But other jokes fall flat.  The film is obsessed with Frank’s fears of being raped in prison, and there are far too many jokes on this subject.  The scene where Frank tries to perform oral sex on another man also misfires because the only thing funny about this scene is supposed to be the situation itself which in reality isn’t funny at all.  Had something gone terribly wrong or something unexpected happened, then that would have lifted the comedy in this bit, but this movie is not that clever.

There’s also a recurring gag about Frank hiding items up his rectum.  It was funny the first time but grew old quick.

I like Will Ferrell, but I’ve been enjoying his films less and less.  Not sure why, other than I’m simply not laughing all that much.  I think Ferrell needs to go for roles that either have more substance so they can sustain the duration of a feature length film or that are so insanely over the top that you can’t stop laughing and so you’re not even thinking about the plot.

I’m still waiting for Kevin Hart to land his break-out role.  This isn’t it, although Hart certainly enjoys as many good moments in this film as Ferrell does.  They’re equally as funny in this mostly unimaginative comedy.  Hart is a comical guy, but he hasn’t reached that next level yet, that moment where he takes over a movie and makes you forget everything else about the film but him.  I think he’s on the path to making this leap with the right movie and the right role.

Alison Brie (from TV’s MAD MEN) has the ability to take your breath away just by looking at her and listening to her speak, but her role as Frank’s fiancée is clichéd and trite from start to finish.  Likewise, Craig T. Nelson’s father-in-law Martin is also a walking cliché and adds nothing to this movie.

Edwina Findley Dickerson fares better as Darnell’s wife Rita and she at least gets to enjoy some funny moments. She also comes off as a three dimensional genuine person.  The same can be said for young Ariana Neal as their daughter Makayla.

I also liked T.I. as Darnell’s convict cousin Russell.  He’s convincing as a genuine bad-ass, and had he been in this film more, had he somehow gotten involved more with Frank and Darnell, this film would have been much funnier because it would have had an edge to it.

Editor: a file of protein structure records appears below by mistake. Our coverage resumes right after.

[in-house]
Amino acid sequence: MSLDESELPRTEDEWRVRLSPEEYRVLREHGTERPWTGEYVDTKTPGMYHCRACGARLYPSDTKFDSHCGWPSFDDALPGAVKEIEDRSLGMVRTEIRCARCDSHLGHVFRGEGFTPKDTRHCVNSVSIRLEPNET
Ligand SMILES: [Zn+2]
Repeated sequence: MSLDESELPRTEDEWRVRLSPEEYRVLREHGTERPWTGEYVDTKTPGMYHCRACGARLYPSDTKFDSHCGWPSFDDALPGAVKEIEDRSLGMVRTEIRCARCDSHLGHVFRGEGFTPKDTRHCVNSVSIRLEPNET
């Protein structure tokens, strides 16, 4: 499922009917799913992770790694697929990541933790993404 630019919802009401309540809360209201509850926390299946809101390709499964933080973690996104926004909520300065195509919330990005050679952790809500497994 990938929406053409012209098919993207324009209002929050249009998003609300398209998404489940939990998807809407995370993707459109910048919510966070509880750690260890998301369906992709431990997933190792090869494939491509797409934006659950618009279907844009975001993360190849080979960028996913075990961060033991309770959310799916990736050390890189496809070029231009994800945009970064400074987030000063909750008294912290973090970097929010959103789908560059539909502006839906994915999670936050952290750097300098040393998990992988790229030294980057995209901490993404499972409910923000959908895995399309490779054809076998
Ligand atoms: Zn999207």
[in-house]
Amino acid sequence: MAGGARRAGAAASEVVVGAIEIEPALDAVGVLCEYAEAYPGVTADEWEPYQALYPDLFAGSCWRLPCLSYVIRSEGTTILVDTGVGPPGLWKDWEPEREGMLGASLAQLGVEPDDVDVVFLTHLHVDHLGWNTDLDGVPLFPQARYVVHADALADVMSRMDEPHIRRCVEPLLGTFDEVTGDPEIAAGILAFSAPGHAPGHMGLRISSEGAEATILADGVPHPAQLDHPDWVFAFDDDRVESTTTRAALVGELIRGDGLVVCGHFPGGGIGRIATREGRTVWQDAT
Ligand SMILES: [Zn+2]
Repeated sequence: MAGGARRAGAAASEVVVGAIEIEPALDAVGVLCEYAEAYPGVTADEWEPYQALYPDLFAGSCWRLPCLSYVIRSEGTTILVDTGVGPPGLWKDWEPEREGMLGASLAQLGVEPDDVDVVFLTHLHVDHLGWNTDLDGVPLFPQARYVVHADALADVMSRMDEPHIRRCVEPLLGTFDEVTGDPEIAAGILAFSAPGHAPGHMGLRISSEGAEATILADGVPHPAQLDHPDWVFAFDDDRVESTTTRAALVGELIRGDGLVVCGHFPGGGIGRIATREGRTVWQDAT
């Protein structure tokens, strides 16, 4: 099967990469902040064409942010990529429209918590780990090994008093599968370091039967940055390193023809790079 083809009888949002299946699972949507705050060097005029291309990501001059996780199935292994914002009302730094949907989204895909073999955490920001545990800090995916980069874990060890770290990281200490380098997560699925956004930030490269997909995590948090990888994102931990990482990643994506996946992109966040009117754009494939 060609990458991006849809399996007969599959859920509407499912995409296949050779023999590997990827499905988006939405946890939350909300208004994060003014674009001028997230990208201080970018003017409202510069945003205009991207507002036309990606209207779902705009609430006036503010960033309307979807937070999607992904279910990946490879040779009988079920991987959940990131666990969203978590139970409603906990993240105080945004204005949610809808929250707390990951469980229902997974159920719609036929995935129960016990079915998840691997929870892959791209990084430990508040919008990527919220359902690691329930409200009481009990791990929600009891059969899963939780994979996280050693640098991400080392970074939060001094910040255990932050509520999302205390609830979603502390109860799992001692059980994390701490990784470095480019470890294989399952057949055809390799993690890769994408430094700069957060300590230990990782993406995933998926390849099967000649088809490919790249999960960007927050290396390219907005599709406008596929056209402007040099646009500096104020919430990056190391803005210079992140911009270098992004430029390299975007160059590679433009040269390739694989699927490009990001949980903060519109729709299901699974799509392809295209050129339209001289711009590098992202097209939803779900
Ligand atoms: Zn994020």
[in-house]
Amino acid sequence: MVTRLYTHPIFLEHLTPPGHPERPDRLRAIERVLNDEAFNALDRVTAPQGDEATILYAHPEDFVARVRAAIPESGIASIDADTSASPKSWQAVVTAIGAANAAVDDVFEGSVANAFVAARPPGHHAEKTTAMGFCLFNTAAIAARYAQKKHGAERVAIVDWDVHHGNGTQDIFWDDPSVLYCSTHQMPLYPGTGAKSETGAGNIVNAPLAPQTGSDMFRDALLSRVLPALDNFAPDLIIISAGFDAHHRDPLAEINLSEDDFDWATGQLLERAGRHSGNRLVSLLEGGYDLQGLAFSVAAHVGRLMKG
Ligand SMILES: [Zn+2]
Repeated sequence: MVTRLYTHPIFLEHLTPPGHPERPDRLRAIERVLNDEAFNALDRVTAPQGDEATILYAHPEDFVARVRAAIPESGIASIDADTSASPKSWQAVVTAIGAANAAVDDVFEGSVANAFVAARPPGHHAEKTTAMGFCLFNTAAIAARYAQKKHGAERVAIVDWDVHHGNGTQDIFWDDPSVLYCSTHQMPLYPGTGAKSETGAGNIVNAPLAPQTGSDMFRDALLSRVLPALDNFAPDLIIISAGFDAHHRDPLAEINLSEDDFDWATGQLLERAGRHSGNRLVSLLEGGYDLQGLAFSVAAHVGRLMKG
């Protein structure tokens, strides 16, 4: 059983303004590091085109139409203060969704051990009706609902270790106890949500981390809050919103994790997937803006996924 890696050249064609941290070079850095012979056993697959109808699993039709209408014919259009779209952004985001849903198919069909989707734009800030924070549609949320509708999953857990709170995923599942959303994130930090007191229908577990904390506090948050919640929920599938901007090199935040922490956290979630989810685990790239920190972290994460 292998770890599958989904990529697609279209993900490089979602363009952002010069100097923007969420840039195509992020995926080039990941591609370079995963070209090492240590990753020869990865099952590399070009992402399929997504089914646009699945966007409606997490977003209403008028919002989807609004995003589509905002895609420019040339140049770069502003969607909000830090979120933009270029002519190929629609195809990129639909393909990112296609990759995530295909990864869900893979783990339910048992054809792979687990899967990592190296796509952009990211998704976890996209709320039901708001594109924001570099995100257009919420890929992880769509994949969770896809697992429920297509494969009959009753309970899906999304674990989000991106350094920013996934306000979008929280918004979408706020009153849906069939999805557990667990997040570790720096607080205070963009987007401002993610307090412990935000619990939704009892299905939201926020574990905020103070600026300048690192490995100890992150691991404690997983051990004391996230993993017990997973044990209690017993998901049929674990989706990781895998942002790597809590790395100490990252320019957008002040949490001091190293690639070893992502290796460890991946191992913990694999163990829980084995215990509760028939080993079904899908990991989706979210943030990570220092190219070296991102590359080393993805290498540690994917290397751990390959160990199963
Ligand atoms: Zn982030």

GET HARD was directed by Etan Cohen, and it’s his first feature film directing credit.  Before this he had worked as a screenwriter penning such films as TROPIC THUNDER (2008) and MEN IN BLACK 3 (2012).  I didn’t really have any problem with his direction here, as the film plays out exactly as you would expect:  a polished Hollywood comedy.  That being said, it does nothing to make itself stand above other comedies.

The screenplay was written by Cohen, Jay Martel, and Ian Roberts and works on the level of a one-joke comedy.  The idea for this movie is a humorous one, and the jokes which support this idea— having Will Ferrell train to become tough and hardened for prison— work for the most part, but as a feature length film, it falters because there’s nothing in the story other than the gags to sustain one’s interest for its 100 minute running time.

I knew from the outset what was going to happen to Frank and Darnell.  Seriously, in a movie like this, is there really any doubt about what’s going to happen to these guys?  Did I really think Frank was going to prison?  Or that Darnell wouldn’t earn enough money to lift his family out of their financial predicament?  No.  And so in terms of story, the witticisms have no relevance.

While there were plenty of funny jokes in GET HARD, there weren’t enough, and when I wasn’t laughing I was bored, because other than Will Ferrell and Kevin Hart hamming it up, this movie has nothing to offer.